The formal recognition of the various associations also means that the exclusive role which the BSCFA had played on industry boards and committees had to be revisited to create space for the new associations. For example, whereas the original sugar act gave the BSCFA two seats on the Sugar Industry Control Board (SICB), the principal policy-making body for the industry, the amendment makes provision for cane farmers to now hold three seats, so that each of the three associations can appoint one rep to the committee. This change, though, means that the Government had to give one more seat to the manufacturers, in order to maintain stakeholder balance.

However, some Opposition members have expressed concerns over the introduction of a provision for the Minister responsible for agriculture to be able to handpick the cañeros who would sit on the board, in the event that there are more than three associations and they are unable to agree on who would represent them on the board.

Speaking in the Senate on Tuesday, Opposition Senator Lisa Shoman said that the government should have forthrightly called the board “The Sugar Minister Control Board,” because, she said, that is what it really is.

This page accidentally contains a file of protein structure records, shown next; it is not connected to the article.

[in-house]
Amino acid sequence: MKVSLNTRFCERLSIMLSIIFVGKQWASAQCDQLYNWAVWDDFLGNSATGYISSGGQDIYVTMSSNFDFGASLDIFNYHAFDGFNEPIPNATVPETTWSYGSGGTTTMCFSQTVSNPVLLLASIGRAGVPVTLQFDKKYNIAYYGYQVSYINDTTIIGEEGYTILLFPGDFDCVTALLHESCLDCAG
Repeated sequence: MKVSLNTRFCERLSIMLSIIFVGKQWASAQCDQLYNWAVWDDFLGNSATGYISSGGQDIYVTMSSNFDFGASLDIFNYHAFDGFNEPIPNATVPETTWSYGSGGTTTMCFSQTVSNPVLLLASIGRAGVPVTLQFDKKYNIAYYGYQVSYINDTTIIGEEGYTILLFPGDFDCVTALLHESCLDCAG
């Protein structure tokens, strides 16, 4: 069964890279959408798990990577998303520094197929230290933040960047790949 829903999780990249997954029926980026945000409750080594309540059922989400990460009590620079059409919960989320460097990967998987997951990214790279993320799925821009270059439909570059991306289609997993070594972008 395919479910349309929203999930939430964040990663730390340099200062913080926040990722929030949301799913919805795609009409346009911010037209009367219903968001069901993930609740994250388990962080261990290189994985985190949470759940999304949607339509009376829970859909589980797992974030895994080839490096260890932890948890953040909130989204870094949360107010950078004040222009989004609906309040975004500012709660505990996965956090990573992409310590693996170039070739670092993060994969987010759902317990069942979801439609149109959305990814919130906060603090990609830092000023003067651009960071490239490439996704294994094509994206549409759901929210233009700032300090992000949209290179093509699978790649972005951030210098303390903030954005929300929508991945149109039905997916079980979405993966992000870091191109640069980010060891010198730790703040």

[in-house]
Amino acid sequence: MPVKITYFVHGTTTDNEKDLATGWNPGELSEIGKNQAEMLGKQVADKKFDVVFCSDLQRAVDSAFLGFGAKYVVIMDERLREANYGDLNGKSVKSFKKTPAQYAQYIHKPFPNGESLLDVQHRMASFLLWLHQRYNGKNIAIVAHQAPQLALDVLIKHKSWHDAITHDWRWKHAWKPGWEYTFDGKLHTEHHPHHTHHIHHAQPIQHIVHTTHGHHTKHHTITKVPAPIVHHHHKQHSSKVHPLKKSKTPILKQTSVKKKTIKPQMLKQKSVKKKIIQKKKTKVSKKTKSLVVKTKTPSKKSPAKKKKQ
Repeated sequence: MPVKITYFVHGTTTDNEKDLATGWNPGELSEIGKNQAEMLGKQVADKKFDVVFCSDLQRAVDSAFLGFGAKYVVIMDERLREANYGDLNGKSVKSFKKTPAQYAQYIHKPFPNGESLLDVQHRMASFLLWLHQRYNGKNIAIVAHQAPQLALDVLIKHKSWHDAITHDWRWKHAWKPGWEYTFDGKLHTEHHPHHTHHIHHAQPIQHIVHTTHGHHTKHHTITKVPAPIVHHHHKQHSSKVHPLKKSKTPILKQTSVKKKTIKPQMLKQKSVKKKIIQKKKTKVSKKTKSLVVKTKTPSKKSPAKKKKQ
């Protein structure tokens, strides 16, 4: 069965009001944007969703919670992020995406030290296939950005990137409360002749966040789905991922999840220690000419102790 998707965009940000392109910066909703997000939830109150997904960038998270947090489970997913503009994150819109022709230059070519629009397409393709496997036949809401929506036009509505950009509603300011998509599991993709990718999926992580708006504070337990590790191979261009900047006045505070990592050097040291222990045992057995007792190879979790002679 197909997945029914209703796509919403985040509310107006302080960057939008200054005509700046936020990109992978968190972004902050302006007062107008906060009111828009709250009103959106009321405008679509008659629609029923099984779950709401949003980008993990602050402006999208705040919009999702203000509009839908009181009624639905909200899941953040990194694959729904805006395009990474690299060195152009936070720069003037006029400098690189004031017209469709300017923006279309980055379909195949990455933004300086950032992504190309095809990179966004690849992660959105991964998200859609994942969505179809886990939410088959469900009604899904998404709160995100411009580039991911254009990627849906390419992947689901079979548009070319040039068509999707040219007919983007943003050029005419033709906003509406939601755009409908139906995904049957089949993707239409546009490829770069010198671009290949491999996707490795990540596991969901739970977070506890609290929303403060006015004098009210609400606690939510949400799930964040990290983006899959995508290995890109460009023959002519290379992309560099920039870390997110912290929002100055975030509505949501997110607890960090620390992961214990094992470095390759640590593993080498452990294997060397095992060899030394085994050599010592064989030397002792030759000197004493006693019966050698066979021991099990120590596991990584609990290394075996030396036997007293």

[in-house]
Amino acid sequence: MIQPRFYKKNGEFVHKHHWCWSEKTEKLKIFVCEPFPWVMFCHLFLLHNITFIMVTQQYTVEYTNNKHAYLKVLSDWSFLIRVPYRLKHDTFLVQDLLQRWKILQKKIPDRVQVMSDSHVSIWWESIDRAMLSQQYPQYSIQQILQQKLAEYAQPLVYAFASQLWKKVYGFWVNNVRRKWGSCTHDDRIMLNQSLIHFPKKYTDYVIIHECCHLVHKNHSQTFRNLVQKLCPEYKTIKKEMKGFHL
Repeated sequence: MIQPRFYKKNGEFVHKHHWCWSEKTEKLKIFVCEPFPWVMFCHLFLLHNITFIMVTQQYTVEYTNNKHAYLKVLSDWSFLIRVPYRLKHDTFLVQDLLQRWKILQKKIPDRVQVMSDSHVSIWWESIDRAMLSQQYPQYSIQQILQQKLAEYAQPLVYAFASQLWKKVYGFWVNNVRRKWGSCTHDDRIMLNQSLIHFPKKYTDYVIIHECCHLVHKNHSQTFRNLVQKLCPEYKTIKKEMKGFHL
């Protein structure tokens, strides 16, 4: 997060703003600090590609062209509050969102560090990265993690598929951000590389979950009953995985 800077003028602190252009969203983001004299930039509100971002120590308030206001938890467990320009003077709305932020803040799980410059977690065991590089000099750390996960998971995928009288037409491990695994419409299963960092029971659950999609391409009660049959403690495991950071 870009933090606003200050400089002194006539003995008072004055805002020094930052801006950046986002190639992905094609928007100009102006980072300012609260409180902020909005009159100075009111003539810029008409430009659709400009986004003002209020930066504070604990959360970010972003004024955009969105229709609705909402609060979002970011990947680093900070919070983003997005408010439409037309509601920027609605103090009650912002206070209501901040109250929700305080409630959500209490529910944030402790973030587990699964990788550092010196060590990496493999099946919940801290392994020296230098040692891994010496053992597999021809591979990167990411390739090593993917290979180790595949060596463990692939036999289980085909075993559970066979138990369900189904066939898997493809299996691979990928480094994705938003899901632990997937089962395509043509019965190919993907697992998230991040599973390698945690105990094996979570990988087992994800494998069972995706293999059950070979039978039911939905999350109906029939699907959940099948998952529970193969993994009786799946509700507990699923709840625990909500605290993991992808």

She argued that the composition of the board is too skewed in favor of the minister, and allows the administration to control the board through ministerial power.

The law calls for the minister to have two reps from his ministry, one of whom is the Chief Agricultural Officer, but the minister also appoints two private sector reps to the board and he also appoints one of the board members to be chairman.

The original and new law allow for the cane farmers and manufacturer to jointly select one additional board member, and they contain a provision for the minister to also pick that joint representative if the parties are unable to agree – just as it now allows the minister to appoint the reps for the cañeros if there are more than three associations and they are unable to agree on the persons who should hold the three designated seats.

In the worst case scenario, with discord on all fronts, the minister would be able to appoint all persons to the board, except for the three reps for BSI. Under the new 11-member composition, it means that discord in the industry could result in the minister appointing as many as 8 members to the board.